North Korea pulled back its threat to attack a U.S. territory, after days of trading increasingly bellicose rhetoric with U.S. President Donald Trump, and hours after China took its toughest steps against Pyongyang to support U.N. sanctions. North Korean state media said Tuesday that Kim Jong Un had made his decision not to fire on…
•Reps probe attacks
By Adetutu Folasade-Koyi, Kemi Yesufu and Ndubuisi Orji, Abuja
Governor of Benue State, Samuel Ortom, has given Fulani herdsmen in Tombo-Mbalagh, Buruku local government area of the state, a two-day ultimatum to leave the area.
Ortom gave the order when he visited the community, to ascertain the damage herdsmen inflicted on them.
His visit to the place on Monday, followed attacks by the herdsmen, which resulted in the deaths of some farmers, over the weekend.
Eight bodies were reportedly recovered, while three persons are still missing, according to Justina Sorkaa, sole administrator for the council area.
However, Commissioner of Police, Bashir Makama, said six persons died in the attack.
Ortom said he had directed security agencies, as a matter of urgency, to lead herdsmen out of the area, for peace to reign and added that herdsmen must leave “since they were not welcomed by the unarmed inhabitants of the area.”
The governor also challenged the Federal Government to show more commitment and speak out against violent herdsmen attacks across the country, with particular reference to Benue and Southern Kaduna in Kaduna State.
Ortom said this when he led the State Security Council to assess herdsmen killing fields in Logo and Buruku councils, including the Fadama III dry-season farming land, on the bank of River Benue.
While community leaders from Buruku and Fulani herdsmen are locked in war of words and counter-allegations, Makama ordered his men to shoot down anybody bearing arms illegally in the trouble area.
The governor also met with the displaced nursing mothers, children and the elderly in Buruku.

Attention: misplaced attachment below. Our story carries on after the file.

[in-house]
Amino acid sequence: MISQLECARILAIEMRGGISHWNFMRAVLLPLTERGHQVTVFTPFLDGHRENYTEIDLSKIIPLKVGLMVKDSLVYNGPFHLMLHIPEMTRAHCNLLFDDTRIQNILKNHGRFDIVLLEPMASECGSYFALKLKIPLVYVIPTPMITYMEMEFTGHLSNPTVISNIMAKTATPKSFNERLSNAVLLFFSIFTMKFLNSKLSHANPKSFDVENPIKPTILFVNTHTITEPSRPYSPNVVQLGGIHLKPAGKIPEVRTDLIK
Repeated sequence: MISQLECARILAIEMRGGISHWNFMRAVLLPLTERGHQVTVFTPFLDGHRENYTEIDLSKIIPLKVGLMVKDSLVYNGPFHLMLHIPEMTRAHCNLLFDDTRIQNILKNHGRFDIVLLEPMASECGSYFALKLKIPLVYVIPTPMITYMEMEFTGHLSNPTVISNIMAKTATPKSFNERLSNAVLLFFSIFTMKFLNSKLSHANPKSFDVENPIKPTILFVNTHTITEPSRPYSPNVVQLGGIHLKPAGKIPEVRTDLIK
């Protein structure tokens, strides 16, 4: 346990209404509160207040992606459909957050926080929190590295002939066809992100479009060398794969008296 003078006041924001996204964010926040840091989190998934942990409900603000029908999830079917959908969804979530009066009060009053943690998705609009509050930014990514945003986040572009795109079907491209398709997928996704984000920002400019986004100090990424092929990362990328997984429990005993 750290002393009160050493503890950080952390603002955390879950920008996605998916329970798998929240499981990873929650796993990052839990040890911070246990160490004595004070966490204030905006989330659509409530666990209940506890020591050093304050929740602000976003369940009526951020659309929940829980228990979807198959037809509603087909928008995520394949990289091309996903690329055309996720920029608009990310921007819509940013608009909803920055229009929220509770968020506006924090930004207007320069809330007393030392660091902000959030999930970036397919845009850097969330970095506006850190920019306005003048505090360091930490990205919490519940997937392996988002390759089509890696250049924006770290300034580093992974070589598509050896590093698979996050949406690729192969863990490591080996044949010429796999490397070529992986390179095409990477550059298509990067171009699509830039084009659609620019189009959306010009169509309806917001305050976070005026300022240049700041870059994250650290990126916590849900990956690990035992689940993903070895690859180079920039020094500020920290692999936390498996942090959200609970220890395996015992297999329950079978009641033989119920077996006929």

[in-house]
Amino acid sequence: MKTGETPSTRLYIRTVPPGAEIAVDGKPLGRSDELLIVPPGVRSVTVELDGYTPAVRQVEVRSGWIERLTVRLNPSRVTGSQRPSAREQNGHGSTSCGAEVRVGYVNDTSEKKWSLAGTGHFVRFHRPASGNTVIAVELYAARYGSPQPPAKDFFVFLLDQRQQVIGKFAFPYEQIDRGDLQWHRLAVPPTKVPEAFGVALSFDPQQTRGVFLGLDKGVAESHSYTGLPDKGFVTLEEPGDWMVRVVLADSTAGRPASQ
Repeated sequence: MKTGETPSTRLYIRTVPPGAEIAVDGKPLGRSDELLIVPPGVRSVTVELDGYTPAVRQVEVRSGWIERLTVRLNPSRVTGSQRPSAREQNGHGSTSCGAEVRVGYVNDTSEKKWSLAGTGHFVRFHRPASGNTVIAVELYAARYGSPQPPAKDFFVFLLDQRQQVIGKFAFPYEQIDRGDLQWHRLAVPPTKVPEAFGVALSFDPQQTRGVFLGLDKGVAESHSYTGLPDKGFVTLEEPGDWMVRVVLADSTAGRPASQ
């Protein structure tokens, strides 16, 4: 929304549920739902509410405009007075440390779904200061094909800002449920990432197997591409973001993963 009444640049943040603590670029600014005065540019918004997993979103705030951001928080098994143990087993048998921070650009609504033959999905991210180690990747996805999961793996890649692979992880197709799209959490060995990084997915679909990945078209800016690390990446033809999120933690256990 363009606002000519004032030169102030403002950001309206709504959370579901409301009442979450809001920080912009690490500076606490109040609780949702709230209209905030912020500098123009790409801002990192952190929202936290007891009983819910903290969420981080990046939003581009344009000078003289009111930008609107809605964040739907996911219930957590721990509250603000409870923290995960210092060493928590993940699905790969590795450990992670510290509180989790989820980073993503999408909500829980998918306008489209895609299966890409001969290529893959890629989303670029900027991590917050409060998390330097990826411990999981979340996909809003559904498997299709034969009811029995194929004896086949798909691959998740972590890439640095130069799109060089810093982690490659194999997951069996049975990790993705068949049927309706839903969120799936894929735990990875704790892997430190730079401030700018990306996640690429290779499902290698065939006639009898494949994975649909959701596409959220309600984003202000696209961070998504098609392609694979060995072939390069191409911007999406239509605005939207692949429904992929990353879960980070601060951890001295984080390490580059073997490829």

Ortom encouraged the people to remain law-abiding by reporting, for appropriate action, any breach of the peace by the herdsmen.
Earlier, Sorkaa said “some of the displaced persons have moved in with their relations in Buruku town and those who do not have anywhere to go are with us in an improvised Internally Displaced Persons camp here at St Peter’s Anglican Primary School, Imenger.”
Herdsmen are largely nomads, who go through towns and settlements with cattle and also, move from one place to another in search of pasture.
In this process, the herdsmen have reportedly encountered cattle rustlers and made complaints to the relevant authorities who fail to investigate the issue, hence their purported reason for carrying arms about.
During their journey, they frequently trespass farmlands owned by locals in their host communities, destroying crops and valuables in the process.
Meanwhile, the House of Representatives has called on President Muhammadu Buhari to set up a presidential task force to disarm herdsmen, in the aftermath of the March 9, 2017 invasion of Buruku by armed herdsmen.
The House also resolved to set up an Ad hoc committee to meet with heads of security agencies to find reasons why security agencies have not been able to stop the attacks.
The resolution of the House was subsequent upon adoption of a motion entitled: “Call On the President of the Federal Republic of Nigeria to direct the immediate disarmament of armed and strange herdsmen in Buruku and other parts of Benue state,” sponsored by Emannuel Orker –Jev and 10 other representatives from the state.